The Folate Example
For over a decade, variations in the genes that propel an important metabolic pathway have been tied to problems in patients with autism. That has not deterred insurers from denying reimbursement to the accepted testing laboratories – and increasing charges for out-of-pocket expense.

Utilizing a relatively inexpensive supplement, a recent study has demonstrated, “…treatment with high-dose folinic acid for 12 weeks resulted in improvement in verbal communication as compared with placebo…”

Not surprisingly, insurance companies refuse to pay for this medicine, either.

Families of patients with ASD already know that they must pay out of pocket for many of the treatments. If they work great, it’s worth it.

As new insurance products take shape, it may be a good opportunity to lobby nascent companies for improved coverage of all autism treatments that show validity. Showing a cost savings matters more to companies that intend to stick with an insured.

Measuring markers of autism, such as folic acid metabolites, for diagnosis and results of treatment, will go a long way toward discovering – and getting reimbursed for – newer interventions.

The role of prevention cannot be overemphasized. Our external and internal environments must be scrutinized. More appropriate standards created and implemented for safe food, air, and water, should reduce the cost of all health insurance.

Medical Academy of Pediatric Special Needs – Fall 2016

Sunday, September 11th, 2016

This week, the Medical Academy of Pediatric Special Needs held its semiannual conference in downtown Atlanta, GA. This is ‘Ground 0’ for practitioners, researchers and professors from all over the world to meet, learn, explore and discuss a myriad of relevant topics.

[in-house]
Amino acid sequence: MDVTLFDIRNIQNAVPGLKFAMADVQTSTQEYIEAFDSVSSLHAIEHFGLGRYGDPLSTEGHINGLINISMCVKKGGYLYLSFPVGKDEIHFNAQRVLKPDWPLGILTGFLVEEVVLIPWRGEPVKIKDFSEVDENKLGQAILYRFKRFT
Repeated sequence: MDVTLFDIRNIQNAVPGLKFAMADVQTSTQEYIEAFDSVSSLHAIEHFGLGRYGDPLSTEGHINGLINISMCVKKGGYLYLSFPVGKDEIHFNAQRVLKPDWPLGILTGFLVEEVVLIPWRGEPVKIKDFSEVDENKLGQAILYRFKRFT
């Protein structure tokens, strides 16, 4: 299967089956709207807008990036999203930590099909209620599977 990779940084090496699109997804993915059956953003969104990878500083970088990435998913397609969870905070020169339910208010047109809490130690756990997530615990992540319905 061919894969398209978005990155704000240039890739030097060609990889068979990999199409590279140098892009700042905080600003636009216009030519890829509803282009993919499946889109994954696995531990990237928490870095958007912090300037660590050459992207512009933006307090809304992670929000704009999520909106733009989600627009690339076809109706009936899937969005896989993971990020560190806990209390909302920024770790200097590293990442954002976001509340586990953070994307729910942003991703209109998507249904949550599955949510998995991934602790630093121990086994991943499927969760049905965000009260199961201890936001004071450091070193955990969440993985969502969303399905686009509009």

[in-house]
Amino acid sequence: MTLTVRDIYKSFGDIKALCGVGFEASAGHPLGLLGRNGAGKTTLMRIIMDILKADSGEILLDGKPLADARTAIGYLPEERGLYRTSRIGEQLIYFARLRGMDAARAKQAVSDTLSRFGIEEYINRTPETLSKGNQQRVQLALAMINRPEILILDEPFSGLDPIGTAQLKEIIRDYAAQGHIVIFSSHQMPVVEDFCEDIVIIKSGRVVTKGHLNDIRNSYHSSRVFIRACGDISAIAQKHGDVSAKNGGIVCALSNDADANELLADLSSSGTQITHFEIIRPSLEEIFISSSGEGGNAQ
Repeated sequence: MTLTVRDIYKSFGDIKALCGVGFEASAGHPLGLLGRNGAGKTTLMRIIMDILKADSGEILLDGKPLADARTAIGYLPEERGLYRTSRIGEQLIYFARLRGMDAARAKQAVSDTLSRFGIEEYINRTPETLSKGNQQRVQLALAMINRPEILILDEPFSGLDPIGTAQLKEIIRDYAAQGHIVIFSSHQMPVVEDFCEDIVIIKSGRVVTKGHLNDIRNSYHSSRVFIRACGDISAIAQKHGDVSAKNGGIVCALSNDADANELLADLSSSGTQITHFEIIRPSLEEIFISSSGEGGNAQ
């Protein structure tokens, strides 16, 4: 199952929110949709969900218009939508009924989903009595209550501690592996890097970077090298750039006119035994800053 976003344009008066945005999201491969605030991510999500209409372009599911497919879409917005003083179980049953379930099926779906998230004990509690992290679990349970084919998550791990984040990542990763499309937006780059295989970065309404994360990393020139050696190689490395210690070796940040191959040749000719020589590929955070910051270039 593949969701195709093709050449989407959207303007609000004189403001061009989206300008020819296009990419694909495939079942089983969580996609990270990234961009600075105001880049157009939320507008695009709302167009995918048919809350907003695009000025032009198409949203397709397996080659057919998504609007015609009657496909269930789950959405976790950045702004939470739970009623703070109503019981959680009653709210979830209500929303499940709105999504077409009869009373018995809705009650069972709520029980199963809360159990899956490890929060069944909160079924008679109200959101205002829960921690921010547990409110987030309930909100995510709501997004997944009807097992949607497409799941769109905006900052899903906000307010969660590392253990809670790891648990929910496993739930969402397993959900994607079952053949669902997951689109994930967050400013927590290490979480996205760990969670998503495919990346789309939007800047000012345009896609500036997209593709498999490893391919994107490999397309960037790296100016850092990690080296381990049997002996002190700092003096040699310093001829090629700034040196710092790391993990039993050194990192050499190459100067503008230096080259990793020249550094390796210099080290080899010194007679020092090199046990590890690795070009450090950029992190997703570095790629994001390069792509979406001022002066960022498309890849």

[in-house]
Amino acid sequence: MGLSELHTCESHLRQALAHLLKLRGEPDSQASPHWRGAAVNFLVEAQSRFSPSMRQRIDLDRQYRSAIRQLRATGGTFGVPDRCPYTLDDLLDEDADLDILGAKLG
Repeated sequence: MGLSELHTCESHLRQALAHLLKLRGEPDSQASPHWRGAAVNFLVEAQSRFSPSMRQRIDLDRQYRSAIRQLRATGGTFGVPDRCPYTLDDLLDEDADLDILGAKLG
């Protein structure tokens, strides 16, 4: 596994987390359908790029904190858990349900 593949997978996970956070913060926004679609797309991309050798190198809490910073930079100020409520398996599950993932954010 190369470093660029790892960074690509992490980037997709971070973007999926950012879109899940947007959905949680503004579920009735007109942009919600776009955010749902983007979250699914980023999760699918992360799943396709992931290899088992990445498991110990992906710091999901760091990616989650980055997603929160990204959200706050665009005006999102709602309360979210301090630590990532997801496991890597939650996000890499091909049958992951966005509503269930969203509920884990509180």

Members who have been returning for 100’s of lecture hours generally choose the advanced courses. For some, the conference has become a group of ~50 experienced and knowledgeable practitioners who meet to discuss ‘workups’, basic science, relevant research and treatment protocols for those who are most affected with ASD.

Notes and Observations
Day 1 – Tough Cases
I really enjoyed our lectures by the plain-speaking Dr. John Green, of Portland, OR. Dr. Green not only reviewed those who improved because of his medical expertise, but those who got better in spite of him, those who haven’t gotten better, those who got better but he can’t figure out why, and the most frustrating – patients who improve only to suffer frequent relapses.

Dr. Sid Baker, a pioneer of the biomedical movement, described his early medical experiences in Africa that morphed into his lifelong dedication to treating patients with ASD. He expressed his disappointment that so many conventional colleagues disagree with our practice.

Dr. Baker elucidated how he initiates care with new patients. He discussed increasingly resistant cases, covering topics from severe speech apraxia to the approach to children with injurious behaviors.